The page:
I must state here that the record of proceed ings in this matter does not indicate whether or not the jury took part in the purported trial of the Appellant and consequently the inescapable conclusion is that the purported trial is a nullity. If the trial is a nullity the next point to consider is whether or not to order a retrial. But before deciding to order a retrial the court is duly bound to examine the evidence adduced properly so as to ascertain whether the evidence taken as a whole disclosed a substantial case against the appellant and to ensure that a retrial would not occasion a greater miscarriage of justice. Mr. Caesar's argument is that the appellant has spent almost four years awaiting the appeal and bearing in mind that he is a first offender it would work a great injustice to order a retrial. The theme of Mr. Peacock's submission is that he conceded that the trial is a nullity. He submitted that the legal consequence of it is for the court to order a retrial. But when his attention was drawn to the fact that the accused had already spent some four years coupled with the fact that it may not be possible to get all the witnesses to start a fresh trial in Kenema, Mr. Peacock dropped the idea of ordering a retrial. He urged the court to decide on a sentence that would meet justice of the case on each count.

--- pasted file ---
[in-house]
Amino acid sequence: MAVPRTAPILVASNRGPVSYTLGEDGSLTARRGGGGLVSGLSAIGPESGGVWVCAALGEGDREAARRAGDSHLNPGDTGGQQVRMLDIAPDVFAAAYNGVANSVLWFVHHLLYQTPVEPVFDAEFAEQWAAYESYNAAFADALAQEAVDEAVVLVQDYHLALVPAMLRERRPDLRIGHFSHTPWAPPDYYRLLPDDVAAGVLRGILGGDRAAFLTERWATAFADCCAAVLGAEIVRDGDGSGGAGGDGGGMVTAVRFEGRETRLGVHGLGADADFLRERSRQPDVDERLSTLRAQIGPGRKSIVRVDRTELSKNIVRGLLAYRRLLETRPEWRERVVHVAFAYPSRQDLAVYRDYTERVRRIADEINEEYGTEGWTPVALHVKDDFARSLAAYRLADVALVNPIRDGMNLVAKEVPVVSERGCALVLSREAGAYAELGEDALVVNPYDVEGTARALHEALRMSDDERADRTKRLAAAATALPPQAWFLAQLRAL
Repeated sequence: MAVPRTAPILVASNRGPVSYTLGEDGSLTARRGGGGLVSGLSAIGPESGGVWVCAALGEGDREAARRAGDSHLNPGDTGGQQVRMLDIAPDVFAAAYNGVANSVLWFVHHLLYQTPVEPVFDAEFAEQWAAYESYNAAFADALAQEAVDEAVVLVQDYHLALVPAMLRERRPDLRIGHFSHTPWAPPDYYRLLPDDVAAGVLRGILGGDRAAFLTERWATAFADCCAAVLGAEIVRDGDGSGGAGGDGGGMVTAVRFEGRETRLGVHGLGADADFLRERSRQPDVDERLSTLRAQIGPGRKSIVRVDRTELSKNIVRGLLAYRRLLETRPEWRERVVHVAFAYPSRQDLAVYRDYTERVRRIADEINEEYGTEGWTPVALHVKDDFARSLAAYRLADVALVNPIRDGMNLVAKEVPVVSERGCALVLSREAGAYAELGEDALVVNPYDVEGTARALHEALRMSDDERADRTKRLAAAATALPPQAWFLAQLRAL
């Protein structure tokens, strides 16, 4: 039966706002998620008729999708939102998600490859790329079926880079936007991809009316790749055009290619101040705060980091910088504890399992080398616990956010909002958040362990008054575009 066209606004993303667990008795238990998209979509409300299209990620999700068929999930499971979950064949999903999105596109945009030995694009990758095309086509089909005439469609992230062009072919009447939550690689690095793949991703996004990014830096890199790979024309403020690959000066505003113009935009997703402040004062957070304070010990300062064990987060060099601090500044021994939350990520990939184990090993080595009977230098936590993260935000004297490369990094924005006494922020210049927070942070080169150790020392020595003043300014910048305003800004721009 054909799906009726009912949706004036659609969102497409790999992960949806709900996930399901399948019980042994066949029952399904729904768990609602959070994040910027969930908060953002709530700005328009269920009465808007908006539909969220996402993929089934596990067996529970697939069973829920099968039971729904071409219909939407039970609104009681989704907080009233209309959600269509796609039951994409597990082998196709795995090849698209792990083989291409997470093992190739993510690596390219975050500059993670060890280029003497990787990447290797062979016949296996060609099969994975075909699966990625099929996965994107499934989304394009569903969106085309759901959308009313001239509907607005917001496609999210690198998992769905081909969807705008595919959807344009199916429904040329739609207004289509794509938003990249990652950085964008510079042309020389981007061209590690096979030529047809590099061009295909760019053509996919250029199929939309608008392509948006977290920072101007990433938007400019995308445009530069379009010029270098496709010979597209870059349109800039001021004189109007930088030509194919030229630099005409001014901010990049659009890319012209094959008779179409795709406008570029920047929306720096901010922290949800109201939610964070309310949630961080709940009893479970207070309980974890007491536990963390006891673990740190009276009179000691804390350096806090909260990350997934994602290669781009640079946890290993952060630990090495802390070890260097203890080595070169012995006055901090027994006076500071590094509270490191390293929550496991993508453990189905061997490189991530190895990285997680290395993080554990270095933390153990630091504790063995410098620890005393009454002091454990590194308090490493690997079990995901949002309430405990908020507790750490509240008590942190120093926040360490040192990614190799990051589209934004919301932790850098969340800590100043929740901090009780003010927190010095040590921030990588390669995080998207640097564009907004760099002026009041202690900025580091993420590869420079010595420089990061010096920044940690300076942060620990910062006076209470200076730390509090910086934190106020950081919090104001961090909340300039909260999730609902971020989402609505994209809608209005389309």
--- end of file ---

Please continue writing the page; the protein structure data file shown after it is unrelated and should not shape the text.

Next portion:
This judgment will not be complete without considering the sentence of 50 years imprisonment passed on the 2nd Count of Wounding with Intent. In the considering the sentence passed we are guided by what the Court of Appeal said in Mottidge v. R.(1964-66) A.L.R.S.L. 571 at Page 573 on the issue of long prison Sentence for the offence of wounding with intent. In that case although there was no appeal against the sentence of 10 years which in the face of the evidence seemed to the court to be unnecessarily severe. Here is a sentence of 50 years. The court held that such sentences can only be justified on a proved record that the person concerned was of a violent nature and had previous convictions for similar violent acts. In the plea mitigation among the things said in his favour was that the accused/appellant was a first offender and that he had never had problem with anybody. I believe that the trial Judge could not have taken these facts into consideration before he passed a sentence of 50 years imprisonment. It goes without saying that this sentence is too severe and inordinate. On the proved facts and the circumstances of this case. I think a sentence of two (2) years imprisonment will meet the justice of the case.In the premises, the sentence of 50 years imprisonment is reduced to two (2) years imprisonment.

As regards the offence of Manslaughter, the appellant having already pleaded guilty to the offence. I think it would be fruitless ordering that he be retried for the same offence, mindful of the fact that it would be unfair to the relatives of the Victim if we set the appellant free instantly. For this reason, the sentence of 50 years imprisonment passed on him is reduced to six years imprisonment. The Sentences to run Concurrently.